Cooperating with Grace

Monthly Spiritual Message, February 2024
By Fr John Cooper OFM Cap.

Let us look for a moment at the fact that no sooner was Mary told by the Archangel Gabriel the fantastic news that her much older “kinswoman” Elizabeth was already six months along with her childbearing than Mary sets out to go and care for Elizabeth.

Although Mary knows she has just become pregnant with the long-awaited Jewish Messiah, a stunning revelation with enormous consequences, she goes off to assist Elizabeth. The journey from Nazareth to “Ein Karem”, where Zachariah and Elizabeth live, is about 130 km.[1] What an example of love, devotion and energy Mary shows for her ageing “kinswoman”!

Am I just getting old? Where does this instant motivation come from – whence comes this energy? The youthful Mary is off and running; she does not coddle herself in wistful dreams and idle moments because she is pregnant with the Messiah; no, she is already on the Way.[2]

As I look around, I see that I am surrounded by many people distracted by things seemingly more important than family, friendship, and fraternity. Perhaps the English poet William Wordsworth was right when he penned:

The world is too much for us; late and soon,
Getting and spending, we lay waste our powers:-

Despite their promised commitment, on the day of their permanent profession, to attend the fraternity meeting once a month, many of our Secular Franciscans are unable to make an effort to meet with their fellow Seculars or support in any way the exercises of the fraternity, like attending an annual retreat or chapters or the days of profession of new members.

Although this commitment to meet together is the proof of our relationship with God[3] and the touchstone of Secular Franciscan life, many have become so isolated that the only way we may know they have gone to God is if one of us unhappily sees their name among the Funeral Notices in the Newspaper. Many live so obscurely that most relatives and friends do not even know they are Secular Franciscans. Attending the fraternity meeting declares that we are part of the Franciscan Family. Being a Secular Franciscan is not meant to be only a part of our life; it is intended to be our gospel Way of life.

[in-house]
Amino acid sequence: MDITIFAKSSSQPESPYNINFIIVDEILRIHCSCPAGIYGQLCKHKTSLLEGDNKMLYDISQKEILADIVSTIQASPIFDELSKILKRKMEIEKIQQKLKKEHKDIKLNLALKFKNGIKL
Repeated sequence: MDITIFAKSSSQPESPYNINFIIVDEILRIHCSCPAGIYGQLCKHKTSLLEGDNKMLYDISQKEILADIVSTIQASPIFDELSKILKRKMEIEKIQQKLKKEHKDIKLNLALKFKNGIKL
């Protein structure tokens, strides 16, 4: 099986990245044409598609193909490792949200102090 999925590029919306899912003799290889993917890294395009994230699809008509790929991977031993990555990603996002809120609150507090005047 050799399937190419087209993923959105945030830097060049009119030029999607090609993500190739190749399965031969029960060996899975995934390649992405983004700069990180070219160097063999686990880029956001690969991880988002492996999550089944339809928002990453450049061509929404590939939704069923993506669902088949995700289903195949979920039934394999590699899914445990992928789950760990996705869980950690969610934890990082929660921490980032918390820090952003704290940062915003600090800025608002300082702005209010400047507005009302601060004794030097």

St Clare says in the very first lines of her Testament: “The Son of God became for us the Way which our Blessed Father Francis has shown and taught us by word and example.” Clare also says: “Among all the gifts which we have received from the Father of mercies, and for which we must express the deepest thanks, our vocation [as Franciscans] is a very great gift.”

What, then, is wrong with us? Why are we so lethargic, so tired? Is it only that “the world is too much with us.” The ideal is clearly before us; we are to live our lives: “Gospel to life and life to Gospel.” This is our way of formation, the process by which we become Secular Franciscans, and it is the Way our lives are to be lived. As Franciscans, we are called on to constantly ask, in each situation, the question: “What would Jesus do? What would our Blessed Mother do?” But where can I find the energy to face the challenging situations?”